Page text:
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THE MISSIONARY TIMES



 

THE SEARCH FOR ‘VISIONS OF J’
(Part Two: Ain't Gonna Go To Hell For Anybody)
by J. R. Stokes
 

It’s not much of a comedy, and it’s hardly Divine, but according to an Italian poet from the 13th Century, when you die, you go straight to Hell. It gets worse: depending on how good you’ve been up here in the daylight, you get graded, so if you’ve been bad the further down you go. And if you’ve been good, well good for you, but you’re still gonna go to hell anyway. As to who exactly decides what’s good is good or what’s bad is bad is really not certain, but I guess you’ll find out when you reach whatever level you happen to find yourself in when the roses fade and your in the shade. 

Actually this poet from the 13th Century wrote about his Visions of Hell in the early 14th Century but don’t let’s argue about a couple of decades because Dylan probably got the century right when, in Tangled Up in Blue, he sings about that book of poems that the topless pole dancer handed to him after she lit a burner on the stove. Of course it may not have been a book of poems written by the Ialian poet Dante Alighieri at all, but when you think about those words that ‘glowed like burnin’ coal’, doesn’t that bring to mind an inferno, or even Dante’s Inferno? 

All is not however as it seems in hell because it’s not all fire and burnin’ coals, not according to Dante Alighieri anyway. The fire only occurs at about level seven where there is a wood and:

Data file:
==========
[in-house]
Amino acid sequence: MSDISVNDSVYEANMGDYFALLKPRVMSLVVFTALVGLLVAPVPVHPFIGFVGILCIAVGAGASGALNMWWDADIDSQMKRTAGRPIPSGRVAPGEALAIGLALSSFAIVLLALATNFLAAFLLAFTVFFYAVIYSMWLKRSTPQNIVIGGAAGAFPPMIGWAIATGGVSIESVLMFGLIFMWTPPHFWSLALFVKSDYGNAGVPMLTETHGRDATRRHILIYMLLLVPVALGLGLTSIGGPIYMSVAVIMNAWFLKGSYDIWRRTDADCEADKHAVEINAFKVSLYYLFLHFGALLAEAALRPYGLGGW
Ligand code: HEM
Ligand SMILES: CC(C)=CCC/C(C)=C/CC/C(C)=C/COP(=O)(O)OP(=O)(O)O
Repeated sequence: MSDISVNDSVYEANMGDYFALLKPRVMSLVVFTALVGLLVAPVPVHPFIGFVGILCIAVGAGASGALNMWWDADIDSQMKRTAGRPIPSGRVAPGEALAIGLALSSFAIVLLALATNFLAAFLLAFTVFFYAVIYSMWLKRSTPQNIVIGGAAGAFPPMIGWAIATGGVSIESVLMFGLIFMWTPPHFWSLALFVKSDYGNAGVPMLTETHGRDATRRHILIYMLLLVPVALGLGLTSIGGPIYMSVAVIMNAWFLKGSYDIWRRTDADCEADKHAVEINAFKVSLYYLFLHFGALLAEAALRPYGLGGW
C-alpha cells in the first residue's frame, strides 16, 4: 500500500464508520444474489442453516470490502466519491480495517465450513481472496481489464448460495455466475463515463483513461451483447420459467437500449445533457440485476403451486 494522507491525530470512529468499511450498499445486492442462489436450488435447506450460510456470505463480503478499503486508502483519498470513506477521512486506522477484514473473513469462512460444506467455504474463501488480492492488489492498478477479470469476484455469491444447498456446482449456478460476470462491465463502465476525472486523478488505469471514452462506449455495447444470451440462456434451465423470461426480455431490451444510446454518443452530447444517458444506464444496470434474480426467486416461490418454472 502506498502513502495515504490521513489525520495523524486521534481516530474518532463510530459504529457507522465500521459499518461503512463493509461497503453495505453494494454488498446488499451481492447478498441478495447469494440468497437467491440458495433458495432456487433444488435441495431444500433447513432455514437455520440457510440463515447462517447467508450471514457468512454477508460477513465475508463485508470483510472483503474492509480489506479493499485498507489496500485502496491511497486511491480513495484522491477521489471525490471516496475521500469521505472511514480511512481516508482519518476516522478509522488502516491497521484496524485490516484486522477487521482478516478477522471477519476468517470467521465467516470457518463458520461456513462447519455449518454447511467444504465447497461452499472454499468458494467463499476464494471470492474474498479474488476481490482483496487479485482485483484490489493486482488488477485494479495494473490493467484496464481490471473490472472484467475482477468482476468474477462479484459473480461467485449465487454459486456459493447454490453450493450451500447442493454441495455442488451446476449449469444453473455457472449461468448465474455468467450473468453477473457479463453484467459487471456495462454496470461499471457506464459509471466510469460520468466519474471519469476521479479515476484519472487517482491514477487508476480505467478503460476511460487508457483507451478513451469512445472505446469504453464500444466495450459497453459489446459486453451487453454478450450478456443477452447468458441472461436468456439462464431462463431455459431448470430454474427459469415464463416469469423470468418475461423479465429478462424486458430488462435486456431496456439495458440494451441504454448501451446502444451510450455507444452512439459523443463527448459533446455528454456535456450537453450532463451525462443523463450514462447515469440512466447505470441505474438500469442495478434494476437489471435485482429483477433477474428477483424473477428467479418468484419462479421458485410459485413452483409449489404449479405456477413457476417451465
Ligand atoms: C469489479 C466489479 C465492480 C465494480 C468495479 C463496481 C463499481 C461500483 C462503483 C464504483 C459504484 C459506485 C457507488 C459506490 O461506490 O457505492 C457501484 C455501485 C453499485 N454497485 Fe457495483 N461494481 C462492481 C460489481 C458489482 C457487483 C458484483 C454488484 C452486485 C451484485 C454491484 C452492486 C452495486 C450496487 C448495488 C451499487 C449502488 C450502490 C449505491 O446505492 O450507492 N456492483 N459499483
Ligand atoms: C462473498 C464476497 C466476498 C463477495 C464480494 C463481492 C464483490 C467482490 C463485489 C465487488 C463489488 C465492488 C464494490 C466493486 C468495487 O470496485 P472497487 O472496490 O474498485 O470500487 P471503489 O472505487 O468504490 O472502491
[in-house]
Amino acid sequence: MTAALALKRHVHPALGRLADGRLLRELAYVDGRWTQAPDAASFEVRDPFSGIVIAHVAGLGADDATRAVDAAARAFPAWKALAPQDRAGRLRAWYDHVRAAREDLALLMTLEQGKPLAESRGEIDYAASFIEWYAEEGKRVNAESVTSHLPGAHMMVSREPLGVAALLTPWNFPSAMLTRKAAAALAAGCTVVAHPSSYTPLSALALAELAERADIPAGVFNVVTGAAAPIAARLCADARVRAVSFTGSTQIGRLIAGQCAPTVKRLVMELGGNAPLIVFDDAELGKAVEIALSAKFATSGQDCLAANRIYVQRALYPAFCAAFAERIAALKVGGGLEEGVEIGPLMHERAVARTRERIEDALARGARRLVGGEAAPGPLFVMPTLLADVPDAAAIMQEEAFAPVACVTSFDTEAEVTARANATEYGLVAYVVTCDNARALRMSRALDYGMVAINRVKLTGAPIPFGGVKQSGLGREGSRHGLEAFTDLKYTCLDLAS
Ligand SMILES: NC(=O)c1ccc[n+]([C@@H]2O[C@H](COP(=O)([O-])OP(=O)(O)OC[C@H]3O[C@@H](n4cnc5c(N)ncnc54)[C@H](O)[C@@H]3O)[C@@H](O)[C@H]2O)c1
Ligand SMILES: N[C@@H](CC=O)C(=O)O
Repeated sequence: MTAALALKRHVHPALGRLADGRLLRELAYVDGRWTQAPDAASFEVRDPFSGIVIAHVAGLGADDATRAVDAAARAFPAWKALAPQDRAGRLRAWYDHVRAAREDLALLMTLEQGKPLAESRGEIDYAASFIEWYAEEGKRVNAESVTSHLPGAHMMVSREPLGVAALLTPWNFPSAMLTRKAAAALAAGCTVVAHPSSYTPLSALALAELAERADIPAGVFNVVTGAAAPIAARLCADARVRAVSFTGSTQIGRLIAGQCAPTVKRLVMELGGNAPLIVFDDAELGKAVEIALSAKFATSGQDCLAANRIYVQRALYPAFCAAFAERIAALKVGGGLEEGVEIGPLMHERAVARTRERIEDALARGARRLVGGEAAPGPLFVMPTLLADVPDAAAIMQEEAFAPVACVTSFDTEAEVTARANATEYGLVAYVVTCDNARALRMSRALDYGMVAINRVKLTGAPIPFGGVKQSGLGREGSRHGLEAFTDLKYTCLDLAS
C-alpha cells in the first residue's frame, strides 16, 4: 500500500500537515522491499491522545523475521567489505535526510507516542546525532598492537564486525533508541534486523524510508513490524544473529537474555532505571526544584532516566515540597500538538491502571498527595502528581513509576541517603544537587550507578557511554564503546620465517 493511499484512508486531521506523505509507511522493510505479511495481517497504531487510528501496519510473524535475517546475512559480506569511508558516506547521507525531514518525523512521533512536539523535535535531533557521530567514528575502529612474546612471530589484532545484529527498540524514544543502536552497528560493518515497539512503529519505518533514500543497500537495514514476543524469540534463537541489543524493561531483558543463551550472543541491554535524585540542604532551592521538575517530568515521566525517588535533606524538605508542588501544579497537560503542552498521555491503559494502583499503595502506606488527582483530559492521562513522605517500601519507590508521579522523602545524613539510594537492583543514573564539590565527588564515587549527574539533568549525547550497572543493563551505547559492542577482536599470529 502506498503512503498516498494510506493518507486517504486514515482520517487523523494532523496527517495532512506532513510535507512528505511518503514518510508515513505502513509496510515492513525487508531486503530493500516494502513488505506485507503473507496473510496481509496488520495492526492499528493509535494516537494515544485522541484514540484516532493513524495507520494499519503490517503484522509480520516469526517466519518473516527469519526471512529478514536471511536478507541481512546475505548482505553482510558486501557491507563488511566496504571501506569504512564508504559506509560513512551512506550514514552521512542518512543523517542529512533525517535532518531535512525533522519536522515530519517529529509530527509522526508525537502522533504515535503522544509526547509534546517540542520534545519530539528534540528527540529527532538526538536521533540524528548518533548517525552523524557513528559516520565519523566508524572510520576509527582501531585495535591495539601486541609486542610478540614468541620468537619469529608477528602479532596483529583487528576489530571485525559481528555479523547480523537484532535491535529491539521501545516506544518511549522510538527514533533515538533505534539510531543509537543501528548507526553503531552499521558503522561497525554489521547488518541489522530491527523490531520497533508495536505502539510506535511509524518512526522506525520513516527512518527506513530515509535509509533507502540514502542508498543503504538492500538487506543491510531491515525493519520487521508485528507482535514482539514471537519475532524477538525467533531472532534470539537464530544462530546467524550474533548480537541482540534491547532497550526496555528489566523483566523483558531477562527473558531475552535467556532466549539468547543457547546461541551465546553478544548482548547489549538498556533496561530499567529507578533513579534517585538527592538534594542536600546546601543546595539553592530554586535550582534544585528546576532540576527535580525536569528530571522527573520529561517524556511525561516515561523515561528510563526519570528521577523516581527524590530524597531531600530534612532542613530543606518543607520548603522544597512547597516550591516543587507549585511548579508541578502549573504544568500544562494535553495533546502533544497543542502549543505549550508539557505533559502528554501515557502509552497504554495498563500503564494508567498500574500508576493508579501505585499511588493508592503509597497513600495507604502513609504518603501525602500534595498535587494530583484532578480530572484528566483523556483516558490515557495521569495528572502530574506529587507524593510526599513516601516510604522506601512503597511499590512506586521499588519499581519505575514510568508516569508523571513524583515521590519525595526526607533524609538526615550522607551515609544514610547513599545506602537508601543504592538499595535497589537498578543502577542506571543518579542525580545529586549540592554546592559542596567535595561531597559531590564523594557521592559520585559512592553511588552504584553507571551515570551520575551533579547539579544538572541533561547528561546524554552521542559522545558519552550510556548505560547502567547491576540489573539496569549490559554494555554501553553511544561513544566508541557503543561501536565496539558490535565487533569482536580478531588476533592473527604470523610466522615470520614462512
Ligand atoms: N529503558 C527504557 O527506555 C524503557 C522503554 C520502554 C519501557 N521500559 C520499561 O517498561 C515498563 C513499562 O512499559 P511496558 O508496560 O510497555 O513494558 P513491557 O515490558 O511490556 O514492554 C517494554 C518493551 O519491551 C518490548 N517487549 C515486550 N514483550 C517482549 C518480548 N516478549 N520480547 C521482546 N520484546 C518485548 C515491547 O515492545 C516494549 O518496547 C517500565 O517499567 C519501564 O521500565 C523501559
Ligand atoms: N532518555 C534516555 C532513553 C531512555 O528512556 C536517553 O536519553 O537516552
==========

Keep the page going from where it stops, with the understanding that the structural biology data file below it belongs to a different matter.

‘Beyond the wood is scorching sand where those who committed violence against God and nature are showered with flakes of fire that rain down against their naked bodies.’

And level 8  where: 

‘The simonists, wedged into stone holes, and whose feet are licked by flames, kick and writhe desperately.’

Clearly, if you are a simonist, level 8 is not going to be a barrel of laughs but above level 7 you should be safe from those glowing, burnin’ coals. On the other hand, if you have been very, incredibly bad, you hit the basement, at level nine. A place that Dante calls ‘Cocytus’. The squeamish better turn away now, for this is how the Italian poet describes ‘Cocytus’. 

‘This is the deepest level of hell, where the fallen angel Satan himself resides. His wings flap eternally, producing chilling cold winds that freeze the thick ice found in Cocytus. The three faces of Satan, black, red, and yellow, can be seen with mouths gushing bloody foam and eyes forever weeping, as they chew on the three traitors, Judas, Brutus, and Cassius. This place is furthest removed from the source of all light and warmth. Sinners here are frozen deep in the ice, faces out, eyes and mouths frozen shut. Traitors against God, country, family, and benefactors lament their sins in this frigid pit of despair.’ 

What came to my mind, when I read that description of level 9 was the following extract from Isis:

‘We came to the pyramids all embedded in ice
He said, “There’s a body I’m tryin’ to find.
If I carry it out it’ll bring a good price.”
’Twas then that I knew what he had on his mind.

The wind it was howlin’ and the snow was outrageous.
We chopped through the night and we chopped through the dawn.
When he died I was hopin’ that it wasn't contagious,
But I made up my mind that I had to go on.’

With all those chilling cold winds and bodies embedded in ice,  perhaps this section of ‘Isis’ could relate to the efforts of trying to release someone from the depths of hell before he returns to the daylight ‘with the sun in my eyes’.